The Consumer Financial Protection Bureau (CFPB) has announced changes to policies on Civil Investigative Demands (CIDs), which are investigational subpoenas issued by the CFPB.
The Consumer Financial Protection Act of 2010 authorizes the CFPB to issue CIDs when looking into potential violations of the law. As a result of the policy changes, CIDs will now provide more information about the laws that might have been violated, as well as specify the activities subject to the CFPB’s authority. When the extent of the CFPB’s authority is one of the main reasons for the investigation, staff will be able to include that issue in the CID for further transparency.
“The new policy takes into account recent court decisions about notifications of purpose, and is consistent with a 2017 report by the Bureau’s Office of Inspector General that emphasized the importance of updating Office of Enforcement policies to reflect such developments,” the CFPB explained in a press release. “The new policy is also consistent with comments the Bureau received in response to the Requests for Information it issued in 2018, seeking feedback about various aspects of its operations, including its use of CIDs in enforcement investigations.”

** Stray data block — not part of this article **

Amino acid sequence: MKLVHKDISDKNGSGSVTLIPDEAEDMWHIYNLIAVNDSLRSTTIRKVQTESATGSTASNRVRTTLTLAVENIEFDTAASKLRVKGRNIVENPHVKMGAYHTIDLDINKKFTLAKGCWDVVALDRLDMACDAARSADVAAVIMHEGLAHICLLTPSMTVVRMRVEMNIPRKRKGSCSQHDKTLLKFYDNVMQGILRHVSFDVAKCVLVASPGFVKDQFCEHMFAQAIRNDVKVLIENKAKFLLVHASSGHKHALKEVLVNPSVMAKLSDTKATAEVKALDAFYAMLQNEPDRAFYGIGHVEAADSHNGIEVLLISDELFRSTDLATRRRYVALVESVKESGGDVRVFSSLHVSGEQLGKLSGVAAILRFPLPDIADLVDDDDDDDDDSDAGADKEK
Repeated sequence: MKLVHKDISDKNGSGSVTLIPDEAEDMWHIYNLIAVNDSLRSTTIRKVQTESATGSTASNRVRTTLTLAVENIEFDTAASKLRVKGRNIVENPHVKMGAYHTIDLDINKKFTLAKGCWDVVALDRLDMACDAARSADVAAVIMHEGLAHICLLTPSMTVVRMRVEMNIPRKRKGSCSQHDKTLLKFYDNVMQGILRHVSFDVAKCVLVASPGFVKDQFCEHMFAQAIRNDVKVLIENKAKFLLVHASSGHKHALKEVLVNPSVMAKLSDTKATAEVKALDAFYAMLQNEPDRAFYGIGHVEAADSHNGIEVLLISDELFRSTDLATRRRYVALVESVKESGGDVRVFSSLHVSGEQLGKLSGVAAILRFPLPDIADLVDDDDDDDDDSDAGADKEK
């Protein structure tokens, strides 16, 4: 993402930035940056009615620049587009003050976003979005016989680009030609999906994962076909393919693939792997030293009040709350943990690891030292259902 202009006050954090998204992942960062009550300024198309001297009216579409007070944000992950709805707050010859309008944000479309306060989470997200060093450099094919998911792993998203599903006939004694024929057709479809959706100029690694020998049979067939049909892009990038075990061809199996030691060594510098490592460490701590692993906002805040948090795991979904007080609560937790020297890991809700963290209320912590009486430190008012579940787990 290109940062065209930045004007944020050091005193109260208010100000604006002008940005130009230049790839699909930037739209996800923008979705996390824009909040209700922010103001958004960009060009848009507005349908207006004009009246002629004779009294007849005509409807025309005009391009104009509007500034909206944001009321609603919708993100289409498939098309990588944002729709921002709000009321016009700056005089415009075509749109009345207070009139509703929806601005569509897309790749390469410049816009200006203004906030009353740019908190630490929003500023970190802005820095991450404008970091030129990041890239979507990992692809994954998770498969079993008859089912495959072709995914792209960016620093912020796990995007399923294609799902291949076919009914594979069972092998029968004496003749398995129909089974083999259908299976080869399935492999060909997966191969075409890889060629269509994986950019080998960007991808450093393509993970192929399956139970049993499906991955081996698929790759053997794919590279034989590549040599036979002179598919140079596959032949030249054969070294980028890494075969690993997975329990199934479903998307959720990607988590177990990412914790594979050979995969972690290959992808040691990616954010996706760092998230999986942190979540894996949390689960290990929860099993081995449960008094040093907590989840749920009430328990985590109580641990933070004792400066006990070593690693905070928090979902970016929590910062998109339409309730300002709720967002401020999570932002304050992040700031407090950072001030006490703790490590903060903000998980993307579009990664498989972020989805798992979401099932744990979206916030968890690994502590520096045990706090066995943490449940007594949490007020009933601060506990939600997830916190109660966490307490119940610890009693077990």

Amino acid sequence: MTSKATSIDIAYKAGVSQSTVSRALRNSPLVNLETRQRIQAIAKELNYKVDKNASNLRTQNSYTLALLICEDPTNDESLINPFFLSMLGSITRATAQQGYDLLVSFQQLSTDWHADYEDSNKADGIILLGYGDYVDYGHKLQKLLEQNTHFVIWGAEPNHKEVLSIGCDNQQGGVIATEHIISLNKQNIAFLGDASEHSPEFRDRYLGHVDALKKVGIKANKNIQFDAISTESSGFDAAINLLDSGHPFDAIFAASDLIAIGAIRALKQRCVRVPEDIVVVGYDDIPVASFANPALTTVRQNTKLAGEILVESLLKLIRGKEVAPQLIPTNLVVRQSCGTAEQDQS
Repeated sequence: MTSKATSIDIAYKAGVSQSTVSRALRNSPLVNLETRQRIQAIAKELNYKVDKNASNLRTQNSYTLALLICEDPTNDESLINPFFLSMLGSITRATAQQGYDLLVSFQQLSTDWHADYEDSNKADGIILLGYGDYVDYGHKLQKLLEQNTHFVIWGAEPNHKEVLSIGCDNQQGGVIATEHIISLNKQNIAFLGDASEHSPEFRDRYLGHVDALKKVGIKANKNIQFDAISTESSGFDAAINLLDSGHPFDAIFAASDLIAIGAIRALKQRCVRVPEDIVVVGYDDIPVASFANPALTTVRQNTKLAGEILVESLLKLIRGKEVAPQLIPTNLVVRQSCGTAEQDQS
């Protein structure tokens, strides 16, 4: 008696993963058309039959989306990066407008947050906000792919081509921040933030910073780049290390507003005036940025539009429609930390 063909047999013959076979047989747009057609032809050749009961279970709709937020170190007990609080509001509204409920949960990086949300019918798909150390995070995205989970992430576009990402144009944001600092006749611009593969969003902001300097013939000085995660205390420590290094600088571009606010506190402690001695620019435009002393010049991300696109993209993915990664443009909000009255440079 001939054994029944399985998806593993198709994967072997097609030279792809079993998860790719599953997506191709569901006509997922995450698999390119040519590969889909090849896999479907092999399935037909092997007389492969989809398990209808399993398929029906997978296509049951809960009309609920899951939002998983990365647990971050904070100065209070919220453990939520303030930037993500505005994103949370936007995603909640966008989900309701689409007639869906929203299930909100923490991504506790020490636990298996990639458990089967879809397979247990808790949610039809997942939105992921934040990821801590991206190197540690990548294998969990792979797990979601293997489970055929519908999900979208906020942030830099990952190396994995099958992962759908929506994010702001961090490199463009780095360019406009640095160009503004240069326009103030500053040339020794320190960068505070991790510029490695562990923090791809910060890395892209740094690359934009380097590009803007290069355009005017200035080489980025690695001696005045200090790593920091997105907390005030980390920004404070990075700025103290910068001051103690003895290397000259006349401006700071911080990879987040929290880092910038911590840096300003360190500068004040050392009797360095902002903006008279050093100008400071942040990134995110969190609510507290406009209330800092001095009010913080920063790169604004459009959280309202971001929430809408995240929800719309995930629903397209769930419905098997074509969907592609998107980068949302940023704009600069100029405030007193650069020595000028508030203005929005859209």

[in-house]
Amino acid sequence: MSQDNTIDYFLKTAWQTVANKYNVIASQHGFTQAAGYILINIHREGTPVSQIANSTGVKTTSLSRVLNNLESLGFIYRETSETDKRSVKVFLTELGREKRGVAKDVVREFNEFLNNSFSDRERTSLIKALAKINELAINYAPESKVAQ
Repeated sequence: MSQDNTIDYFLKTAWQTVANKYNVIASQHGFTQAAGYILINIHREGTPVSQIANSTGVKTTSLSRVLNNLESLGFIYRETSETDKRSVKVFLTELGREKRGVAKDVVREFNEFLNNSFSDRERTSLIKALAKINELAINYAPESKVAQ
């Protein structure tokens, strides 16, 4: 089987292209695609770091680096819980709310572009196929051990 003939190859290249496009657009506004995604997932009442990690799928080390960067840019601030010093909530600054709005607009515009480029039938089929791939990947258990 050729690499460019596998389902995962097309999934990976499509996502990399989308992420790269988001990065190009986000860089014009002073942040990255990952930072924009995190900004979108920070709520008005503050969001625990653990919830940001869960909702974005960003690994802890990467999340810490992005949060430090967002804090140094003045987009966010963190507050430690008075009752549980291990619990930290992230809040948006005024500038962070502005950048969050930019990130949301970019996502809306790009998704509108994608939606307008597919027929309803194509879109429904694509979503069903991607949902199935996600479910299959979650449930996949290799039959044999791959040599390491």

The Act says that each CID “shall state the nature of the conduct constituting the alleged violation, which is under investigation, and the provision of law applicable to such violation.”
Earlier this year, the CFPB announced leadership changes in a number of its departments, including the appointment of Andrew Duke as the policy associate director for external affairs. In addition, Laura Fiene will serve as west regional director. Fiene joined the CFPB at its inception in 2011, and has more than 31 years of experience in regulating financial services companies.
Marisol Garibay was also named as the acting chief communications officer, while Lora McCray is serving as the director for the Office of Minority and Women Inclusion.